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Maine Dairy Night at the Sea Dogs

Maine Dairy Night at the Sea Dogs

Come join us for an evening filled with baseball, fun giveaways, dairy farmers and princesses (dairy princesses of course) when the Portland Sea Dogs host Maine Dairy Night on Friday, June 10, at Hadlock Field. Game starts at 7 p.m., and the first 1,000 fans through the gate receive a commemorative pennant. For tickets click here....

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2016 Events

2016 Events

  Maine Dairy Night at the Portland Sea Dogs   Friday, June 10 Come join us for an evening filled with baseball, fun giveaways, dairy farmers and princesses (dairy princesses of course) when the Portland Sea Dogs host Maine Dairy Night on Friday, June 10, at Hadlock Field. Game starts at 7 p.m., and the first 1,000 fans through the gate receive a commemorative pennant. For tickets click here. Open Farm Day  Sunday, July 24 Farms across the state welcome visitors to have a closer look at where their food comes from. Check the link above for participating farms in your area.   Maine Farm Days,  Wednesday and Thursday, August 24-25, Clinton Misty Meadows Farm hosts this two-day farming extravaganza with tons of activities for children and families, contests, wagon rides around the dairy farm, vendors and seminars for farmers.      ...

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Summer Fun on the Farm

Summer Fun on the Farm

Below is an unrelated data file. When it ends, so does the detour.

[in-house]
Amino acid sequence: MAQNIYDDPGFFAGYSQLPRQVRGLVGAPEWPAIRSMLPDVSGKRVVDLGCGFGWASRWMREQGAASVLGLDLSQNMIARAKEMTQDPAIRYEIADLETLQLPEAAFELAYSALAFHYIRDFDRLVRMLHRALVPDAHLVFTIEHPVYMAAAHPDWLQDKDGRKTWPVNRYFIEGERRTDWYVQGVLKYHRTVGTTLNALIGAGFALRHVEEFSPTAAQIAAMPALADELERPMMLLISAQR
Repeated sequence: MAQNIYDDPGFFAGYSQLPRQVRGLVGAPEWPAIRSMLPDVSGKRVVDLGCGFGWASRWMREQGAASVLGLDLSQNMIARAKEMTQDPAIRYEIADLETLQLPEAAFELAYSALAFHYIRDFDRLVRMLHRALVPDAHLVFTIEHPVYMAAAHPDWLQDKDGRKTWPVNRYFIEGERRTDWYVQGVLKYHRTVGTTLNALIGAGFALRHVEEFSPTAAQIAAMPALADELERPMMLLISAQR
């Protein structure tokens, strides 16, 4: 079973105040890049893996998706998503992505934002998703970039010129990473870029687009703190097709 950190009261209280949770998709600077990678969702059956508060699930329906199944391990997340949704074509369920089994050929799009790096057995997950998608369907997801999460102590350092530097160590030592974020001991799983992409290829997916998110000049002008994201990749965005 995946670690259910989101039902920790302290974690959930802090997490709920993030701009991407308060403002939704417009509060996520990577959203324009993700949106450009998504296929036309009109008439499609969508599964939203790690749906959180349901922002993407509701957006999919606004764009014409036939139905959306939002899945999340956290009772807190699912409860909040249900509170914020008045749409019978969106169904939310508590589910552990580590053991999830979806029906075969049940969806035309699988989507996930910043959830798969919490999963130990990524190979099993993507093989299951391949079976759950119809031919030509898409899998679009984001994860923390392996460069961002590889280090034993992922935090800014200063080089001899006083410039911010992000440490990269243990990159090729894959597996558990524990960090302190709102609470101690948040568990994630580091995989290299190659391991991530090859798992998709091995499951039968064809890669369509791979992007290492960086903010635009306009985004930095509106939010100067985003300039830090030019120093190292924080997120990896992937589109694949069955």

Summer vacation is under way all over the state, but that’s no reason to stop learning. Summer is the perfect time to visit a dairy farm, partake in an on-the-farm meal, take advantage of Open Farm Day and Maine Farm Days, or even go to farm camp! Hart to Hart Farm in Albion is a diversified dairy farm that offers several sessions of summer camp for children who want to learn about the day to day life on a farm. There are programs for all ages – some give a great overview, while others are for older children and really start to delve into sustainable farming practices or traditional skills. There’s even a Critters and Crafts program in which children are paired with their own animal and the crafts are farm and nature inspired.  Hart to Hart also has one day programs for the entire family, and this year, they even added a farm camp retreat program for adults! Visit hart2hartfarm.org for a schedule and more information.   Smiling Hill Farm in Westbrook is a working dairy farm and also has a barnyard full of friendly critters. They are open daily, and they promise the chores are never ending if you want to lend a hand. Plus they process and bottle their own milk AND make cheese and ice cream, so you can see dairy products from start to finish and do a little taste testing. Visit smilinghill.com for more information.   Educational farms like Wolfe’s Neck Farm in Freeport and Pineland Farms in New Gloucester often have day programs for the entire family to come and learn together. Wolfe’s Neck has Family Barnyard Programs Saturday and Sundays through the end of August. Morning sessions are 10 a.m. to Noon, and afternoon sessions are 1-3 p.m. They also offer farm-related summer camps for several age groups. Pineland’s dairy barn is open to visitors and tours as is the creamery next door, and you won’t want to leave without some of their cheese curds. They have events like Family Farmyard Fun on June 17 and 25 and Friday on the Farm (10-11:30) each week, and Ice Cream Making is on June 23. Both farms also have on-farm meal events that feature food from their own farms as well as other Maine farms. Visit wolfesneckfarm.org   and pinelandfarms.org/what-to-do/ for schedules and offerings.   Maine Open Farm Sunday is on July 26 this year. More than 85 farms across the state welcome families to come tour the operation or see demonstrations. Visit getrealmaine.com for a list of participating farms. Harris Farm, another diversified farm, in Dayton, has Lunch on the Land that day, featuring corn, vegetable platters, burgers, homemade desserts and milk straight from the farm. They also offer a free educational hayride tour of the farm that day.   Maine Farm Days is Wednesday and Thursday, August 26-27, at Misty Meadows Farm, a dairy farm, in Clinton. The event includes activities for both farmers and non-farmers alike.  While it’s a chance for farmers to connect with Agri-business owners and check over some of the new equipment, there are also wagon tours, a children’s learning center, petting farm, craft tent, milking contest, farmers market and educational speakers and presentations.  Contestants for the Maine Dairy Princess contest will be there as well as a number of farmers from all different fields (pun intended) who are always happy to answer farm-related questions for the general public. And you don’t have to be a farmer to enter the Whoopie Pie or Pie Baking Contests. The event is open to everyone and admission is free.   Open Creamery Day is...